Personal data used to circulate very little and we have progressively moved to a world where, through our digital habits, our data circulates, is exchanged, stored, mixed and exploited for commercial or political purposes. This data represents us and exposes our consumption habits, our religious and political opinions and has become, thanks to the tools of Big Data and artificial intelligence, the essential asset of the digital economy. In addition to the risk of a fraudulent use of our data, this formidable asset can become a source of manipulation and behavioral control. The Cambridge Analytica affair represents a case in point of the malicious use of the Datasphere.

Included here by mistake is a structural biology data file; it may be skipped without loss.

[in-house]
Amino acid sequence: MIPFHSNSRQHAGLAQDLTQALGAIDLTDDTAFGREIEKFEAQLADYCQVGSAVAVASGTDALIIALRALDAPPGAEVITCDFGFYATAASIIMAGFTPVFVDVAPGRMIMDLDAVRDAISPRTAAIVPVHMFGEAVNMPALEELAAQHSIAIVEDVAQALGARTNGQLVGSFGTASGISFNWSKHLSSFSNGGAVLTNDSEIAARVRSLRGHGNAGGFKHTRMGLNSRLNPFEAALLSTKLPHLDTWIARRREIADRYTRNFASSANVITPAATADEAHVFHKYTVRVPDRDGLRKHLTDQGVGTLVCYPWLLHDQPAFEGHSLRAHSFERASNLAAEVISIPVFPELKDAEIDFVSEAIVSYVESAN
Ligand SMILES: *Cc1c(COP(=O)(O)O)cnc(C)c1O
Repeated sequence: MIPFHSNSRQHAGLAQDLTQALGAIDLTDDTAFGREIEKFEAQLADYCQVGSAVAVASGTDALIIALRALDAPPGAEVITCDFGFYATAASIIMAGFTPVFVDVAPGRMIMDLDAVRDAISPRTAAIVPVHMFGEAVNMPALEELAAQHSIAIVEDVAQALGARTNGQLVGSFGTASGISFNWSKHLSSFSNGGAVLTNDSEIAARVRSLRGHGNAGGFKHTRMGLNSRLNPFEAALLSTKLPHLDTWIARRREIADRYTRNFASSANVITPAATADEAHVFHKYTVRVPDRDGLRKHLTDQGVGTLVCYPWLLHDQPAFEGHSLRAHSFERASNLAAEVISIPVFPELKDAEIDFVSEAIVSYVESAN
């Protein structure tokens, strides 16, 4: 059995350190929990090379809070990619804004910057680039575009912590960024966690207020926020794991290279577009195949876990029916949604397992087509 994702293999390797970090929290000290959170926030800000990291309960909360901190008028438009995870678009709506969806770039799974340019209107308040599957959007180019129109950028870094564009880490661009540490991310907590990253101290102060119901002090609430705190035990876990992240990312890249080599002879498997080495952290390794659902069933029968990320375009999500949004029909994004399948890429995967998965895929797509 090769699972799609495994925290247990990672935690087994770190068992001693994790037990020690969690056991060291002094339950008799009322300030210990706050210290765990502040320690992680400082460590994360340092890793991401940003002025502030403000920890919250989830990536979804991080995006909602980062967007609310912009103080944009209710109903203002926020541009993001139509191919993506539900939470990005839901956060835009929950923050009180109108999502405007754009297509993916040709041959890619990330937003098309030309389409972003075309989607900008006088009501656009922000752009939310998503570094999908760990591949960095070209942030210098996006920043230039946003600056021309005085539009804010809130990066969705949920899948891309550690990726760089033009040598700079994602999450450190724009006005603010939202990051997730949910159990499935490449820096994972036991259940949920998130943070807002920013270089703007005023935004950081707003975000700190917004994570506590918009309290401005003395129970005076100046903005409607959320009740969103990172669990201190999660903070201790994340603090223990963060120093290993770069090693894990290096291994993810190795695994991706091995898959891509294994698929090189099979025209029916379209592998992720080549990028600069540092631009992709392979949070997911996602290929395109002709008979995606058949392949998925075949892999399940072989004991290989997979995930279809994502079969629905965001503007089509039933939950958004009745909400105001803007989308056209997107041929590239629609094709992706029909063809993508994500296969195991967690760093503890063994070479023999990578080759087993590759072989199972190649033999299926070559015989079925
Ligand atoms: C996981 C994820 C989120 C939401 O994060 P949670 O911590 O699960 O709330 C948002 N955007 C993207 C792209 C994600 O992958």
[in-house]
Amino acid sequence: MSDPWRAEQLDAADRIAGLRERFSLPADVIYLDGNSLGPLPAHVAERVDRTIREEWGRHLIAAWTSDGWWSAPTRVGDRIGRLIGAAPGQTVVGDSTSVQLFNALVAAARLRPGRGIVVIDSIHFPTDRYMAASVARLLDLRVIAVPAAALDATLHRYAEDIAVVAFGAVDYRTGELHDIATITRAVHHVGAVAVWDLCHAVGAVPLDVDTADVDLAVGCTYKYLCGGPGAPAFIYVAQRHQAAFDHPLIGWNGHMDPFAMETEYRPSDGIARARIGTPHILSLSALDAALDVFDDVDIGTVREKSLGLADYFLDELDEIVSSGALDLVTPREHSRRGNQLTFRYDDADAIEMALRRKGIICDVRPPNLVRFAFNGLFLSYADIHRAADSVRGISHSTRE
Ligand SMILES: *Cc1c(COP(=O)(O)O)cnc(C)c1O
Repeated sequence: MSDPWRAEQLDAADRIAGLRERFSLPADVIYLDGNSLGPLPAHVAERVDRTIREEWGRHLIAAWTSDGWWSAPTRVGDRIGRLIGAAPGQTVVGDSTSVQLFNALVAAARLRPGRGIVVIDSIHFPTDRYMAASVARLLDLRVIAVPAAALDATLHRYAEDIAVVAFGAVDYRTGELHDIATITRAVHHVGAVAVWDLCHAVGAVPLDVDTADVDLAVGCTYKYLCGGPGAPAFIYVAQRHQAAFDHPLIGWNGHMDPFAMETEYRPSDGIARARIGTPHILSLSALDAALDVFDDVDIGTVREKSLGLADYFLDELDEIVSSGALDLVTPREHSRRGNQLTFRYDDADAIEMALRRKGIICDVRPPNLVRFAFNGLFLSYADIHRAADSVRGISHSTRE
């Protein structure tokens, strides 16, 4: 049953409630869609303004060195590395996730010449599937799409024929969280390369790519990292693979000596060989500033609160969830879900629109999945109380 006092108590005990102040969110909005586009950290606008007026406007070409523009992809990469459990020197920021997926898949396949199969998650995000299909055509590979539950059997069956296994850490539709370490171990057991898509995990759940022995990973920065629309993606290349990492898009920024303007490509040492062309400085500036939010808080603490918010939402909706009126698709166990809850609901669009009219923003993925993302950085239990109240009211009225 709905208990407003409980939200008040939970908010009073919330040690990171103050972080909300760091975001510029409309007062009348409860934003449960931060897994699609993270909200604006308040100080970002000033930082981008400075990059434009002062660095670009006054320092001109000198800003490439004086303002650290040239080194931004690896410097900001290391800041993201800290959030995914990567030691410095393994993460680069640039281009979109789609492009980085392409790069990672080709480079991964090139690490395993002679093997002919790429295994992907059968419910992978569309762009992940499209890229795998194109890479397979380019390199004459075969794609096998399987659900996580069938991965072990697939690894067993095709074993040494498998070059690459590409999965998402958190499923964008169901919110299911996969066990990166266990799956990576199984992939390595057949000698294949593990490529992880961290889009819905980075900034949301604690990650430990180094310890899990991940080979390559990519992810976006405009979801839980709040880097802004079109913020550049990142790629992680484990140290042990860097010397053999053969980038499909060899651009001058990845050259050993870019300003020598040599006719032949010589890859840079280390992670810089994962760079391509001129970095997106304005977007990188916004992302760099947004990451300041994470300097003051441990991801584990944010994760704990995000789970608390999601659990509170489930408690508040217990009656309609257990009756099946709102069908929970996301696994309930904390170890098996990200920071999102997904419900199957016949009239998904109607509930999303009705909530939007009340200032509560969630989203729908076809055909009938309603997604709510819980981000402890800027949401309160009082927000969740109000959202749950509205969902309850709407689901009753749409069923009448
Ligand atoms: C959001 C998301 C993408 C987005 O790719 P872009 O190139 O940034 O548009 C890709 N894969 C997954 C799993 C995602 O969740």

On the other hand, the abundance of information and the new uses made possible, represent a manna of possible economic advantages, enabling tomorrow to reduce the costs of production and maintenance of industrial products, of optimum use of available resources and a formidable lever in health improvement, to name just a few. We are on the verge of a huge value creation.
The world of data does not give the impression of settling on a plateau, on the contrary, it is launched in an exponential growth whose end is not clear, between 2018 and 2025, the global volume of data is supposed to grow from 33 zetaoctets to 175 zetaoctets (10^21 octets), stored on 512 GB tablets, this would make 5 times the journey from the earth to the moon. By 2030, the value of Internet of Things services could reach 11,000 billion euros. Technological disruptions such as the Internet of Things and 5G will further accelerate the volume of the Datasphere, exposing a colossal amount of data, both personal and professional.